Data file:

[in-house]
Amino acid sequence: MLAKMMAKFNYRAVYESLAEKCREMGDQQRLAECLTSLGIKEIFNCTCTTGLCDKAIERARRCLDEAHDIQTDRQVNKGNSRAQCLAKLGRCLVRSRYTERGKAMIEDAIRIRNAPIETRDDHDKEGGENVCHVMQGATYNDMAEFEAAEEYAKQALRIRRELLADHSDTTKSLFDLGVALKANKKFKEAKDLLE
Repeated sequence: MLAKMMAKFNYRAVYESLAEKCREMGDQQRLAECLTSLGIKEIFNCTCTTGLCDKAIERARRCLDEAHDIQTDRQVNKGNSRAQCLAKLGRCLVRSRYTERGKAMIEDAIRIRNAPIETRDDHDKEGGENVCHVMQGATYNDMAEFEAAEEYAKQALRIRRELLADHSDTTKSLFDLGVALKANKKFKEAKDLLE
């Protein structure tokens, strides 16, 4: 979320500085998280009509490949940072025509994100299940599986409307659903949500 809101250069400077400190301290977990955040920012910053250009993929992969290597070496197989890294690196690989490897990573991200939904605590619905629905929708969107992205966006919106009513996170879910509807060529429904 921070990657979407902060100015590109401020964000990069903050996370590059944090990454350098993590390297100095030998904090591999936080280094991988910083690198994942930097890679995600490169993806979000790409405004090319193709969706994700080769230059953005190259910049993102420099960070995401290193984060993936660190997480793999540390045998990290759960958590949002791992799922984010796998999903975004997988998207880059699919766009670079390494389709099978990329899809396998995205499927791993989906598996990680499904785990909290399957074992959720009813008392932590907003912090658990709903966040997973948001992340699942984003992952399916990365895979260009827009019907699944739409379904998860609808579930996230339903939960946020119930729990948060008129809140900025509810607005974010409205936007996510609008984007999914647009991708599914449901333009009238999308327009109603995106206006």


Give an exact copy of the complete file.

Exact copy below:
[in-house]
Amino acid sequence: MLAKMMAKFNYRAVYESLAEKCREMGDQQRLAECLTSLGIKEIFNCTCTTGLCDKAIERARRCLDEAHDIQTDRQVNKGNSRAQCLAKLGRCLVRSRYTERGKAMIEDAIRIRNAPIETRDDHDKEGGENVCHVMQGATYNDMAEFEAAEEYAKQALRIRRELLADHSDTTKSLFDLGVALKANKKFKEAKDLLE
Repeated sequence: MLAKMMAKFNYRAVYESLAEKCREMGDQQRLAECLTSLGIKEIFNCTCTTGLCDKAIERARRCLDEAHDIQTDRQVNKGNSRAQCLAKLGRCLVRSRYTERGKAMIEDAIRIRNAPIETRDDHDKEGGENVCHVMQGATYNDMAEFEAAEEYAKQALRIRRELLADHSDTTKSLFDLGVALKANKKFKEAKDLLE
């Protein structure tokens, strides 16, 4: 979320500085998280009509490949940072025509994100299940599986409307659903949500 809101250069400077400190301290977990955040920012910053250009993929992969290597070496197989890294690196690989490897990573991200939904605590619905629905929708969107992205966006919106009513996170879910509807060529429904 921070990657979407902060100015590109401020964000990069903050996370590059944090990454350098993590390297100095030998904090591999936080280094991988910083690198994942930097890679995600490169993806979000790409405004090319193709969706994700080769230059953005190259910049993102420099960070995401290193984060993936660190997480793999540390045998990290759960958590949002791992799922984010796998999903975004997988998207880059699919766009670079390494389709099978990329899809396998995205499927791993989906598996990680499904785990909290399957074992959720009813008392932590907003912090658990709903966040997973948001992340699942984003992952399916990365895979260009827009019907699944739409379904998860609808579930996230339903939960946020119930729990948060008129809140900025509810607005974010409205936007996510609008984007999914647009991708599914449901333009009238999308327009109603995106206006």